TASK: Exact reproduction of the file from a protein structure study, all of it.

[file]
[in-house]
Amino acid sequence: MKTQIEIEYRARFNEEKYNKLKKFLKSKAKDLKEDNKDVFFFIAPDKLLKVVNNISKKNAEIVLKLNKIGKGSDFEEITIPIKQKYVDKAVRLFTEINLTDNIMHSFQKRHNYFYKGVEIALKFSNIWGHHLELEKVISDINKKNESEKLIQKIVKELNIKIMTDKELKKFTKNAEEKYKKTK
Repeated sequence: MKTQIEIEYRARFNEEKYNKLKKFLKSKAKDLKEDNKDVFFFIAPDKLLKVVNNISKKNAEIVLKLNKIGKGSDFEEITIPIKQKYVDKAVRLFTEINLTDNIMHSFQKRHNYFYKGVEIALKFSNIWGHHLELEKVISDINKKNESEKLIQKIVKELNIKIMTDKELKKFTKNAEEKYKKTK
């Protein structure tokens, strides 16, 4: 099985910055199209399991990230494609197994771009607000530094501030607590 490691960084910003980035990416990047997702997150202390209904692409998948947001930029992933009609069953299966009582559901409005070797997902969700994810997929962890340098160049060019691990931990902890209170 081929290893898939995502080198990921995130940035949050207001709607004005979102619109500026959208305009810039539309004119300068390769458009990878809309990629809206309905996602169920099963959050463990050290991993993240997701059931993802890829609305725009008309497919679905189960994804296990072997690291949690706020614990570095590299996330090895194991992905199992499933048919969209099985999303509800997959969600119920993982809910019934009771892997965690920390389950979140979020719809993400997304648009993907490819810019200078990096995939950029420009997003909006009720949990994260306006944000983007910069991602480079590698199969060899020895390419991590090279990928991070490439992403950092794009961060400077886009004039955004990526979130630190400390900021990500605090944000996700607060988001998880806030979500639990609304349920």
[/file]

[in-house]
Amino acid sequence: MKTQIEIEYRARFNEEKYNKLKKFLKSKAKDLKEDNKDVFFFIAPDKLLKVVNNISKKNAEIVLKLNKIGKGSDFEEITIPIKQKYVDKAVRLFTEINLTDNIMHSFQKRHNYFYKGVEIALKFSNIWGHHLELEKVISDINKKNESEKLIQKIVKELNIKIMTDKELKKFTKNAEEKYKKTK
Repeated sequence: MKTQIEIEYRARFNEEKYNKLKKFLKSKAKDLKEDNKDVFFFIAPDKLLKVVNNISKKNAEIVLKLNKIGKGSDFEEITIPIKQKYVDKAVRLFTEINLTDNIMHSFQKRHNYFYKGVEIALKFSNIWGHHLELEKVISDINKKNESEKLIQKIVKELNIKIMTDKELKKFTKNAEEKYKKTK
């Protein structure tokens, strides 16, 4: 099985910055199209399991990230494609197994771009607000530094501030607590 490691960084910003980035990416990047997702997150202390209904692409998948947001930029992933009609069953299966009582559901409005070797997902969700994810997929962890340098160049060019691990931990902890209170 081929290893898939995502080198990921995130940035949050207001709607004005979102619109500026959208305009810039539309004119300068390769458009990878809309990629809206309905996602169920099963959050463990050290991993993240997701059931993802890829609305725009008309497919679905189960994804296990072997690291949690706020614990570095590299996330090895194991992905199992499933048919969209099985999303509800997959969600119920993982809910019934009771892997965690920390389950979140979020719809993400997304648009993907490819810019200078990096995939950029420009997003909006009720949990994260306006944000983007910069991602480079590698199969060899020895390419991590090279990928991070490439992403950092794009961060400077886009004039955004990526979130630190400390900021990500605090944000996700607060988001998880806030979500639990609304349920």